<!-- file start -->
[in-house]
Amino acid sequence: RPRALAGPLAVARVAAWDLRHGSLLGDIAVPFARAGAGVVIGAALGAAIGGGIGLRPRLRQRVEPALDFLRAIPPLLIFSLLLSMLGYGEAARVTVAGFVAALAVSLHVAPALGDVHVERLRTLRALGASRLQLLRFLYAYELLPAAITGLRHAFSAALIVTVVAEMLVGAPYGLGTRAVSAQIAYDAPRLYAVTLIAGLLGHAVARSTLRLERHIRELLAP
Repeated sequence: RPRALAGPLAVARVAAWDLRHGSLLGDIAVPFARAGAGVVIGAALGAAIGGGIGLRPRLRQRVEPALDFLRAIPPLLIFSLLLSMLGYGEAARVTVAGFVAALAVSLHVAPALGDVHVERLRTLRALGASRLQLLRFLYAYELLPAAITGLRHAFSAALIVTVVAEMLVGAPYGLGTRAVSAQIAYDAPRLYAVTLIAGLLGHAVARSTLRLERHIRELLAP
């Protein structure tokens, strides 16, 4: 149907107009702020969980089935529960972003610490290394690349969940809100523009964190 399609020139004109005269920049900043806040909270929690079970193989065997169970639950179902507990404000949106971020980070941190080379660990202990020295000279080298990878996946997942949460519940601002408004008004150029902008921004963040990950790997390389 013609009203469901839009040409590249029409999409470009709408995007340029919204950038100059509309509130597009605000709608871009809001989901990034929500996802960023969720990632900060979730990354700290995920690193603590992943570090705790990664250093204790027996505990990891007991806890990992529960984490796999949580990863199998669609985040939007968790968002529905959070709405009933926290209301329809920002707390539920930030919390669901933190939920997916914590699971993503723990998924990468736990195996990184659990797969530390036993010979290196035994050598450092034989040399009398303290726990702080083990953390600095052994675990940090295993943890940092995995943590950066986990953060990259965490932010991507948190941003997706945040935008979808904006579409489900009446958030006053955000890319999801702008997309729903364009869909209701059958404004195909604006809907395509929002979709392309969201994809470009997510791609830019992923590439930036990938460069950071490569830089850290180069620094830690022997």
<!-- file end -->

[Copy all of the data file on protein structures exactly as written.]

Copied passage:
[in-house]
Amino acid sequence: RPRALAGPLAVARVAAWDLRHGSLLGDIAVPFARAGAGVVIGAALGAAIGGGIGLRPRLRQRVEPALDFLRAIPPLLIFSLLLSMLGYGEAARVTVAGFVAALAVSLHVAPALGDVHVERLRTLRALGASRLQLLRFLYAYELLPAAITGLRHAFSAALIVTVVAEMLVGAPYGLGTRAVSAQIAYDAPRLYAVTLIAGLLGHAVARSTLRLERHIRELLAP
Repeated sequence: RPRALAGPLAVARVAAWDLRHGSLLGDIAVPFARAGAGVVIGAALGAAIGGGIGLRPRLRQRVEPALDFLRAIPPLLIFSLLLSMLGYGEAARVTVAGFVAALAVSLHVAPALGDVHVERLRTLRALGASRLQLLRFLYAYELLPAAITGLRHAFSAALIVTVVAEMLVGAPYGLGTRAVSAQIAYDAPRLYAVTLIAGLLGHAVARSTLRLERHIRELLAP
């Protein structure tokens, strides 16, 4: 149907107009702020969980089935529960972003610490290394690349969940809100523009964190 399609020139004109005269920049900043806040909270929690079970193989065997169970639950179902507990404000949106971020980070941190080379660990202990020295000279080298990878996946997942949460519940601002408004008004150029902008921004963040990950790997390389 013609009203469901839009040409590249029409999409470009709408995007340029919204950038100059509309509130597009605000709608871009809001989901990034929500996802960023969720990632900060979730990354700290995920690193603590992943570090705790990664250093204790027996505990990891007991806890990992529960984490796999949580990863199998669609985040939007968790968002529905959070709405009933926290209301329809920002707390539920930030919390669901933190939920997916914590699971993503723990998924990468736990195996990184659990797969530390036993010979290196035994050598450092034989040399009398303290726990702080083990953390600095052994675990940090295993943890940092995995943590950066986990953060990259965490932010991507948190941003997706945040935008979808904006579409489900009446958030006053955000890319999801702008997309729903364009869909209701059958404004195909604006809907395509929002979709392309969201994809470009997510791609830019992923590439930036990938460069950071490569830089850290180069620094830690022997």